Chaco’s Upper Class

Archaeologists thought that Chaco Canyon’s florescence began in the mid 11th century. But new research indicates an elite class, which began the process of Chaco’s development, emerged much earlier.

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Pueblo Bonito is Chaco Canyon’s largest great house. A number of macaws, which are thought to have been imported from Mesoamerica by Chaco’s upper class, were found here. Credit: Chaz Evans.
Pueblo Bonito is Chaco Canyon’s largest great house. A number of macaws, which are thought to have been imported from Mesoamerica by Chaco’s upper class, were found here. Credit: Chaz Evans.

2015: By Charles C. Poling.

Chaco Canyon has puzzled and intrigued archaeologists for almost 120 years. Despite the abundance of archaeological remains, scholars know relatively little about the people who lived there, including when they formed the hierarchical society needed to build the sprawling, four-story structures like Pueblo Bonito that characterize the culture’s zenith.

Most Chaco researchers have long believed that a social hierarchy evolved simultaneously with the construction of the monumental pueblos, an extensive road network, irrigation systems, outlier communities, and other markers of the so-called florescence of Chaco culture around A.D. 1040 to 1120. But a team of researchers who radiocarbon dated scarlet macaw bones from Pueblo Bonito says their work, in combination with a recent study that dates elite burials to the ninth century, contradicts the accepted chronology of cultural development for this Anasazi capital in northwest New Mexico.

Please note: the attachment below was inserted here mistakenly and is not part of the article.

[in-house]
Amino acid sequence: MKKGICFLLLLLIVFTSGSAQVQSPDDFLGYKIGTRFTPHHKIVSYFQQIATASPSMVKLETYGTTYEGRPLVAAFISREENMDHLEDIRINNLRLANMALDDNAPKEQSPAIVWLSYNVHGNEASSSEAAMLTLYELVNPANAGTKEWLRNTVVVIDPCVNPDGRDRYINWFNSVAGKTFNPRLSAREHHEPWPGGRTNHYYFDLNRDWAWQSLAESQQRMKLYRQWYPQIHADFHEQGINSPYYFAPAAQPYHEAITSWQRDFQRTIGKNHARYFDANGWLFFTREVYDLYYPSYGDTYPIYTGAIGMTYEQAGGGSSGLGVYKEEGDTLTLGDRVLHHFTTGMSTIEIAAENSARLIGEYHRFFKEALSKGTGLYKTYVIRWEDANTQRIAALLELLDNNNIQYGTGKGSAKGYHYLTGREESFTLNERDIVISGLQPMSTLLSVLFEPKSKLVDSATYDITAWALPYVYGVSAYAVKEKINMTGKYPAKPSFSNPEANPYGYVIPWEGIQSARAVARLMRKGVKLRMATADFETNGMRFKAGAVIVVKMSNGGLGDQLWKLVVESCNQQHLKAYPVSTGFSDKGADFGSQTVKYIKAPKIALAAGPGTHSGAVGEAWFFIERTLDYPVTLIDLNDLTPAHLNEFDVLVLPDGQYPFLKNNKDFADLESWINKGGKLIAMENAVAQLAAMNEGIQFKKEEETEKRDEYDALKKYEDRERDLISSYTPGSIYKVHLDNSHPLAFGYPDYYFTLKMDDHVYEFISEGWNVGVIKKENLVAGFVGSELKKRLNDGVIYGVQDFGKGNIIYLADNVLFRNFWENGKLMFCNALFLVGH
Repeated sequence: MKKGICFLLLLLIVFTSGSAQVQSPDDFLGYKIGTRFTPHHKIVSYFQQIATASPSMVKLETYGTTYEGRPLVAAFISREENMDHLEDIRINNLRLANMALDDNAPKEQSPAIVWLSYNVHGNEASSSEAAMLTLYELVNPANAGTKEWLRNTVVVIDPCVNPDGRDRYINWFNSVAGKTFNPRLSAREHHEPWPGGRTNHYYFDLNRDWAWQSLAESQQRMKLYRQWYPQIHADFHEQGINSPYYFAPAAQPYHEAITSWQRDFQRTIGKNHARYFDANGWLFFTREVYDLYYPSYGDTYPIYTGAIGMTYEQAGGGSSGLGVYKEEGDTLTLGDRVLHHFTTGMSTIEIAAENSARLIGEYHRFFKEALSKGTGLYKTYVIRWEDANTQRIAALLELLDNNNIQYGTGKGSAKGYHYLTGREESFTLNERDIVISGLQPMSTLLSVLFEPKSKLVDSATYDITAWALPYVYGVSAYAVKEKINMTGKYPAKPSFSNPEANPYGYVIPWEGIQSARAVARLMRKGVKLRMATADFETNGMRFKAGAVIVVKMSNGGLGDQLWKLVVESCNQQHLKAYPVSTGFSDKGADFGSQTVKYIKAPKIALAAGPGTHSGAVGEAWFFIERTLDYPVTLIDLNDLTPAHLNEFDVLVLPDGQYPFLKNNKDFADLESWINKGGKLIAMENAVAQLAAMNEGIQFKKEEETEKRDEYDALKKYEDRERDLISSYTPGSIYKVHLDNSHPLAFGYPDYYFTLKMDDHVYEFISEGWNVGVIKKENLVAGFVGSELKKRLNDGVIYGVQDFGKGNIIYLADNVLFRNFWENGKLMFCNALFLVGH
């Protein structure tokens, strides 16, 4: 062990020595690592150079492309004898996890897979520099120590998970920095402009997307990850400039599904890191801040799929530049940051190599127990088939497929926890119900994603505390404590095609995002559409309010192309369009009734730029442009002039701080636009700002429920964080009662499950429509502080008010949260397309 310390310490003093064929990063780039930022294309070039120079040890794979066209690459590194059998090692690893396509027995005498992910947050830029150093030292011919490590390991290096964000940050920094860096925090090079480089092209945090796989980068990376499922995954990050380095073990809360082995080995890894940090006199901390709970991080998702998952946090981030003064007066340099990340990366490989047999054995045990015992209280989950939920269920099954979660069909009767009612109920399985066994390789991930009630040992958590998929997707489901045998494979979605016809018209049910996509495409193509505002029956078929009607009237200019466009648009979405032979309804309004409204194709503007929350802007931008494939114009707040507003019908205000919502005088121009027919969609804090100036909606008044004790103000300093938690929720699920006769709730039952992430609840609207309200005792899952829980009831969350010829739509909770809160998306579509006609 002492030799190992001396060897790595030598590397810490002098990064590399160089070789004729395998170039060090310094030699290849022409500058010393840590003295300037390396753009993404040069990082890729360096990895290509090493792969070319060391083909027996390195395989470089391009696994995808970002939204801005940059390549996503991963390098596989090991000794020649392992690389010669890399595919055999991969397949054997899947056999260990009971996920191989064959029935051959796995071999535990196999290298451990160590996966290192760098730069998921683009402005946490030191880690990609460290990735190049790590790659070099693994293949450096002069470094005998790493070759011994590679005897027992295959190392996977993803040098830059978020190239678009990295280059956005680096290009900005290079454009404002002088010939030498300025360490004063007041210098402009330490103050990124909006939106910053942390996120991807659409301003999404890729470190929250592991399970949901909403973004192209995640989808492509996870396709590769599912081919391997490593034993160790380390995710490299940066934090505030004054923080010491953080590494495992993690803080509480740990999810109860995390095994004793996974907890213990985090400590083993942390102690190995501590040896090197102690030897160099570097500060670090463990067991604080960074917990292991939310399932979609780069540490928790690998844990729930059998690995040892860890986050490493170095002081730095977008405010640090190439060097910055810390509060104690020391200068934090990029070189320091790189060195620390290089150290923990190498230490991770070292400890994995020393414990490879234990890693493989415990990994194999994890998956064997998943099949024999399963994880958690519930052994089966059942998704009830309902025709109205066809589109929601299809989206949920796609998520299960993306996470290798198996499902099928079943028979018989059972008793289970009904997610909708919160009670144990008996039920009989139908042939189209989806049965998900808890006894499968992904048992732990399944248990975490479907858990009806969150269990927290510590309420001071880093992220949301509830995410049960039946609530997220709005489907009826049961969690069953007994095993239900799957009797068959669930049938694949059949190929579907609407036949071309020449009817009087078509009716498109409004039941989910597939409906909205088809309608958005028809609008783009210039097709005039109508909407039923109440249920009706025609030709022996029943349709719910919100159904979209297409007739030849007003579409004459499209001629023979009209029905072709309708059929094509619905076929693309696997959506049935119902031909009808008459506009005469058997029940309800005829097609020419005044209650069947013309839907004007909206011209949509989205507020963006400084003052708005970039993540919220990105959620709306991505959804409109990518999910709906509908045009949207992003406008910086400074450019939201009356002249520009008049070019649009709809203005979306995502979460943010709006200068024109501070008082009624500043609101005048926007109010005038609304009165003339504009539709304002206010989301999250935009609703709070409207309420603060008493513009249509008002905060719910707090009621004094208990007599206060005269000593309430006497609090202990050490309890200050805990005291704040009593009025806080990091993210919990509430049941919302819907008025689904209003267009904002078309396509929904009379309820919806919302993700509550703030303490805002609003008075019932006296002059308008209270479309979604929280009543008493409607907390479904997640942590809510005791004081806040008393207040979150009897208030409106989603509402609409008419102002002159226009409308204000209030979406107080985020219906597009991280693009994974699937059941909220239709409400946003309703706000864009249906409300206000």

In a paper titled “Early procurement of scarlet macaws and the emergence of social complexity in Chaco Canyon, NM” that was published last June in the Proceedings of the National Academy of Sciences, lead author Adam Watson, a postdoctoral fellow with the American Museum of Natural History (AMNH), and his colleagues suggest that some Chacoans formed an elite social class—a sign of social hierarchy—that established contact with advanced Mesoamerican cultures by the ninth century. That’s long before the “pretty much universally” accepted dates for the cultural florescence of Chaco, says co-author Stephen Plog, who admits to being surprised by the radiocarbon results. Plog is an archaeologist at the University of Virginia and a Chaco expert specializing in social and ritual exchange and the emergence of social inequality.

Summary. Read More in our Winter 2015 Issue of American Archaeology, Vol. 19 No. 3

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